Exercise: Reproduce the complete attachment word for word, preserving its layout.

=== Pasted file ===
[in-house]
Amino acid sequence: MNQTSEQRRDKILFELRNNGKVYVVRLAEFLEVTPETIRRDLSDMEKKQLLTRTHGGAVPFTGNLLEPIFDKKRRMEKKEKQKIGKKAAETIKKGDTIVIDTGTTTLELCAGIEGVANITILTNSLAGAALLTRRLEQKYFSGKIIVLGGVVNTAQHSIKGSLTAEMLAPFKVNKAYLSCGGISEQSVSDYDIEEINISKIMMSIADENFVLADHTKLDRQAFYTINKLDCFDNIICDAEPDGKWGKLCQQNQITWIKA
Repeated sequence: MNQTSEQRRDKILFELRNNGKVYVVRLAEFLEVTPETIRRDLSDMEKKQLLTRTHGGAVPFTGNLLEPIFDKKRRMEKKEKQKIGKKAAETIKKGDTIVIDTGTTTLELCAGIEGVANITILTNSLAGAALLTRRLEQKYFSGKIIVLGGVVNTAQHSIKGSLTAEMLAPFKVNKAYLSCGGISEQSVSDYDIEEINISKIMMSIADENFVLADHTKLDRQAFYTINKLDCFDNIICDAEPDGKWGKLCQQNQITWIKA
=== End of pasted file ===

[in-house]
Amino acid sequence: MNQTSEQRRDKILFELRNNGKVYVVRLAEFLEVTPETIRRDLSDMEKKQLLTRTHGGAVPFTGNLLEPIFDKKRRMEKKEKQKIGKKAAETIKKGDTIVIDTGTTTLELCAGIEGVANITILTNSLAGAALLTRRLEQKYFSGKIIVLGGVVNTAQHSIKGSLTAEMLAPFKVNKAYLSCGGISEQSVSDYDIEEINISKIMMSIADENFVLADHTKLDRQAFYTINKLDCFDNIICDAEPDGKWGKLCQQNQITWIKA
Repeated sequence: MNQTSEQRRDKILFELRNNGKVYVVRLAEFLEVTPETIRRDLSDMEKKQLLTRTHGGAVPFTGNLLEPIFDKKRRMEKKEKQKIGKKAAETIKKGDTIVIDTGTTTLELCAGIEGVANITILTNSLAGAALLTRRLEQKYFSGKIIVLGGVVNTAQHSIKGSLTAEMLAPFKVNKAYLSCGGISEQSVSDYDIEEINISKIMMSIADENFVLADHTKLDRQAFYTINKLDCFDNIICDAEPDGKWGKLCQQNQITWIKA